The 7-1 and 8-3 leads were not held. The three-quarters of a Michael Conforto  cycle (everything but the single) did not add up. You could have laughed off the lousy baserunning from Walker and Rivera had their five RBIs been recorded in service to a win. All that offense didn’t do anybody who didn’t have those fellows in their fantasy lineups any good. The reality is they and their teammates were on the wrong end of a three-game sweep, are stuck in a four-game losing streak and stare up at .500 as they enter the Arizona desert. The games that are lost are lost. All hope is not because the season continues, but you just got a solid outing from deGrom and an explosive afternoon from the bats and no win to show for it. Too bad the Mets couldn’t hold on to what wasn’t yet theirs.
We have closed the comments section for the rest of the road trip. If you wish to share your thoughts on anything we’ve written, you can check in at the Faith and Fear in Flushing Facebook page, track us down via Twitter (@greg_prince; @jasoncfry) or drop us a line at email@example.com. If you wish to chronically bitch about the manager or chronically bitch about those who chronically bitch about the manager or declare again how right you have been all along on some component of baseball strategy, find another forum to do it.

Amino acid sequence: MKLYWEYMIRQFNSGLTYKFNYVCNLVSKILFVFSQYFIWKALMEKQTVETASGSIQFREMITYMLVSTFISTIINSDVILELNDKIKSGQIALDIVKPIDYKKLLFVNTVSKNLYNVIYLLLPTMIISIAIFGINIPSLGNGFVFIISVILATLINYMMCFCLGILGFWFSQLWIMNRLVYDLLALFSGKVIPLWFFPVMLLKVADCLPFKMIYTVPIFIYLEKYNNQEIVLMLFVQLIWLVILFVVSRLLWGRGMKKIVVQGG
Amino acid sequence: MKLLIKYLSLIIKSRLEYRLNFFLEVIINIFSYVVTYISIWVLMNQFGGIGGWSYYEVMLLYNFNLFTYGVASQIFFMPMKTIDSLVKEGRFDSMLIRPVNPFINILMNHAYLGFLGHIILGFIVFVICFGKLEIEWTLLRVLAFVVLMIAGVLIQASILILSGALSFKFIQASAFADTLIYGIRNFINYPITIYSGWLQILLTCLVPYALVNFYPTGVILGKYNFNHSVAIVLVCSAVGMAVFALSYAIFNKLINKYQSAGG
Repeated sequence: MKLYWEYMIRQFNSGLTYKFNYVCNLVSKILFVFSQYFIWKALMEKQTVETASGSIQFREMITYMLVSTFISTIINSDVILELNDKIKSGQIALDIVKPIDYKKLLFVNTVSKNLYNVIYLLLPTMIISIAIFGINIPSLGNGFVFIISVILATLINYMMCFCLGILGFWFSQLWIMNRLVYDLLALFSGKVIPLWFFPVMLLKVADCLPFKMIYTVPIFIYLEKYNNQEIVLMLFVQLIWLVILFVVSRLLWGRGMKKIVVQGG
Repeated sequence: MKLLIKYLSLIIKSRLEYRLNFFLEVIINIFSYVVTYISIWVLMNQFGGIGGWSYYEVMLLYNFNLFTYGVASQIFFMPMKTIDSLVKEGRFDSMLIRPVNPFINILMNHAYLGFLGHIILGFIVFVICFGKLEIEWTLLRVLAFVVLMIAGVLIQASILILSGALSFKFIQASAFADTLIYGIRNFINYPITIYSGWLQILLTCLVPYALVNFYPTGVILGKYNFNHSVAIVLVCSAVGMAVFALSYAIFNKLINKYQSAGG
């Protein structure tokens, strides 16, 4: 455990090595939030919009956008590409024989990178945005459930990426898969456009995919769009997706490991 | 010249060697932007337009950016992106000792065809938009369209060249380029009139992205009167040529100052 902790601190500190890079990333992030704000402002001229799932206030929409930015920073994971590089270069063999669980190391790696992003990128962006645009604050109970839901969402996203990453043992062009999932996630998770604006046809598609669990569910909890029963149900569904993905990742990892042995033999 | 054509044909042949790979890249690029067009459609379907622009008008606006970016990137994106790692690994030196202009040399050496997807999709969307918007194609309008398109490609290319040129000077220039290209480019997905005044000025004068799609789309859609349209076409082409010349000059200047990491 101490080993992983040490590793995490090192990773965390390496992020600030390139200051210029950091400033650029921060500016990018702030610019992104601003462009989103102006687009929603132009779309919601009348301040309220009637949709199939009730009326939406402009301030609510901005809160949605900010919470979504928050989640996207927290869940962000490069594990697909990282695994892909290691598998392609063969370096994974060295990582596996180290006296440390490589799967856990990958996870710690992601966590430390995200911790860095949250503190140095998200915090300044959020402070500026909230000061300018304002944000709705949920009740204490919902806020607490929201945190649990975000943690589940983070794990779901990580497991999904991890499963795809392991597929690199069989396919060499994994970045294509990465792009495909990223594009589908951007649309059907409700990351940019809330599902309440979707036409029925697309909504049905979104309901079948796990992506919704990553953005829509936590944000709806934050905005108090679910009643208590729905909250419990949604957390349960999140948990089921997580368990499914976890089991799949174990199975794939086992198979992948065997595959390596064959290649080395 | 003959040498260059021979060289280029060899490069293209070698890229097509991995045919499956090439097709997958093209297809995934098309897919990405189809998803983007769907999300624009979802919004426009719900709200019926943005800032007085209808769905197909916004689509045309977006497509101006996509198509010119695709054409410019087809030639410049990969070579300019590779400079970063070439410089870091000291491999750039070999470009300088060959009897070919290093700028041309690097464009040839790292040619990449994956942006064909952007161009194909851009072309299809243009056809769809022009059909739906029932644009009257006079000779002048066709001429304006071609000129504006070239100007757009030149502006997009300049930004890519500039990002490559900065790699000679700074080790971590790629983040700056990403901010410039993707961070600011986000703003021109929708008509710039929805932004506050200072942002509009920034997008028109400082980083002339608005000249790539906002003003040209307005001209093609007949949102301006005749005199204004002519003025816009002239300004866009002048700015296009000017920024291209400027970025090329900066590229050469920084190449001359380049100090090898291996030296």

Since starting this blog, we’ve reveled in the sense of community the comments section has provided our humble digital environs. In recent weeks, that sense is missing as is much connection between the comments and the posts on which they ostensibly comment. The tone, spirit and content are detached from what Jason and I strive to do daily. We call this the blog for Mets fans who like to read. We never said it was the place for repetitive trolling, baiting, sniping and bad manners.
Our apologies to those commenters who’ve proceeded respectfully and our thanks to our readers for your support.